As soon as a patent application is submitted to the USPTO, it is known as a “pending” patent application. If the USPTO allows a patent application’s claims — a process that can take years, though it can be fast-tracked and completed in about 12 months with a $2,000 fee — a patent is granted to the inventor.

Peloton is serious about patents and IP protection. We have about twenty granted patents in our current portfolio and more than fifty patent applications that are pending at the USPTO. All of Peloton’s patents cover details for how our platooning and automated following systems work and how we make our technologies safe and effective.

Creating a Culture for IP Protection

Because the truck automation market is still very young, and because Peloton is one of the pioneers of the market, there’s a fair amount of “white space” in which Peloton can build a strong patent portfolio.

When I joined Peloton over a year ago, I created an internal process to generate as many high-quality patents as possible. This process includes:

·      Training. I train Peloton engineers on how the US IP regime operates, how to recognize patentable subject matter, and how Peloton’s patent system works.

·      Completing an invention disclosure form. Engineers and other Peloton employees submit an invention disclosure form with details about what the invention is, why it is novel, the problems with current ways of doing what the invention achieves, and ways to work around any known alternatives that might be implemented by a competitor to skirt Peloton’s IP.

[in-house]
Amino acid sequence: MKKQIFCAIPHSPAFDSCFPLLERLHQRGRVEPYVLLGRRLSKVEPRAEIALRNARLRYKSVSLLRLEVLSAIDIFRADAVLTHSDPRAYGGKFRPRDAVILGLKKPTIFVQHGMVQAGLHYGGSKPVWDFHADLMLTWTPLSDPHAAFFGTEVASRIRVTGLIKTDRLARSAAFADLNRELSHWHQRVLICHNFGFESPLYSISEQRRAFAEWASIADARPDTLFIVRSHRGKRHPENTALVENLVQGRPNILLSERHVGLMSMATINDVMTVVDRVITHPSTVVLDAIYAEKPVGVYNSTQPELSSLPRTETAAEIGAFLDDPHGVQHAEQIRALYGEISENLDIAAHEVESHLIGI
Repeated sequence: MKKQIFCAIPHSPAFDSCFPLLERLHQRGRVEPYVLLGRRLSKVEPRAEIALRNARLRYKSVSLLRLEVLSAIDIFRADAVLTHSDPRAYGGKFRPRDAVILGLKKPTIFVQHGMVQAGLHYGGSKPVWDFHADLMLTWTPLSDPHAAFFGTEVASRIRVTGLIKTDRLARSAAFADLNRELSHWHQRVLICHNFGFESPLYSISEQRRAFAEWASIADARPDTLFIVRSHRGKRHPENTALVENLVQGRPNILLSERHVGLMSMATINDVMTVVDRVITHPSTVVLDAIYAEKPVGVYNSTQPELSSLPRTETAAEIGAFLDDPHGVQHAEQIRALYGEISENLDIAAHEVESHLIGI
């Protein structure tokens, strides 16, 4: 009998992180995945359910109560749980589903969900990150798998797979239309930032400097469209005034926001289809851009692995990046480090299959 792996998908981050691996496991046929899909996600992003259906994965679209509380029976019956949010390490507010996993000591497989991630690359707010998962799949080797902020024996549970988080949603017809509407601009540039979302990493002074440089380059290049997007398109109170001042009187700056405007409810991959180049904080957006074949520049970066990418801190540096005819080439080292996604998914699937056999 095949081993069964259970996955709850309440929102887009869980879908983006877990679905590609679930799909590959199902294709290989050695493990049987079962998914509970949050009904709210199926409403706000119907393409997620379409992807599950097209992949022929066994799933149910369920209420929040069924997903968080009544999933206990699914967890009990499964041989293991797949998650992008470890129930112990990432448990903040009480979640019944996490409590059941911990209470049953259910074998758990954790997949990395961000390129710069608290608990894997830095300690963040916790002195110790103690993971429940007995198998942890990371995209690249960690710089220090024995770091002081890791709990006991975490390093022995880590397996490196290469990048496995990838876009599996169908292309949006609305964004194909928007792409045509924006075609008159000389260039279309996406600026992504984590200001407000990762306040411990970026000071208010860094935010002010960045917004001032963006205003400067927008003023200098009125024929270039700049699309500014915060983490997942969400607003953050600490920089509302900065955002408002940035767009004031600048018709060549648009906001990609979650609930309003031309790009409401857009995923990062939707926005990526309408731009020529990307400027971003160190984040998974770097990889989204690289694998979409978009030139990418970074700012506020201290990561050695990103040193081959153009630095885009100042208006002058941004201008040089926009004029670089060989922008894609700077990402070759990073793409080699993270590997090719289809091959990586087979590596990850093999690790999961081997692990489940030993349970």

·      Review by a patent committee. A panel of technology experts and business people from Peloton, able to distinguish what is and is not a new invention in the platooning field, evaluate each invention disclosure form.

·      Encouraging the ‘harvesting’ of inventions. In group brainstorming sessions or informally and ad hoc, people at the company are encouraged to generate any new ideas for novel uses of existing technologies. Many large technology companies use this approach to come up with new patents.

·      Leveraging the testing process. Peloton does lots of testing of its platooning and automated following technologies. Inevitably with new technologies, things go awry during testing — and Peloton must fix anything that goes wrong. How a particular problem is fixed can become the basis for new patents. After all, if Peloton notices an issue that can be fixed in a particular way, it’s likely that other companies will eventually run into the same issue. If Peloton holds the patent for the problem’s fix, we can generate income by licensing that patent to our competitors.

My job as Peloton’s IP attorney includes prioritizing the ideas that might lead to patents, writing the majority of the company’s patent applications and their accompanying claims, and shepherding patent applications through the USPTO’s processes.

Peloton is an exciting company, and this is an exciting time for an IP attorney. When it comes to platooning and automated following, we believe we are far ahead of the game when it comes to IP–and we intend to keep protecting our technologies and building a robust patent portfolio that really helps drive the company to great success.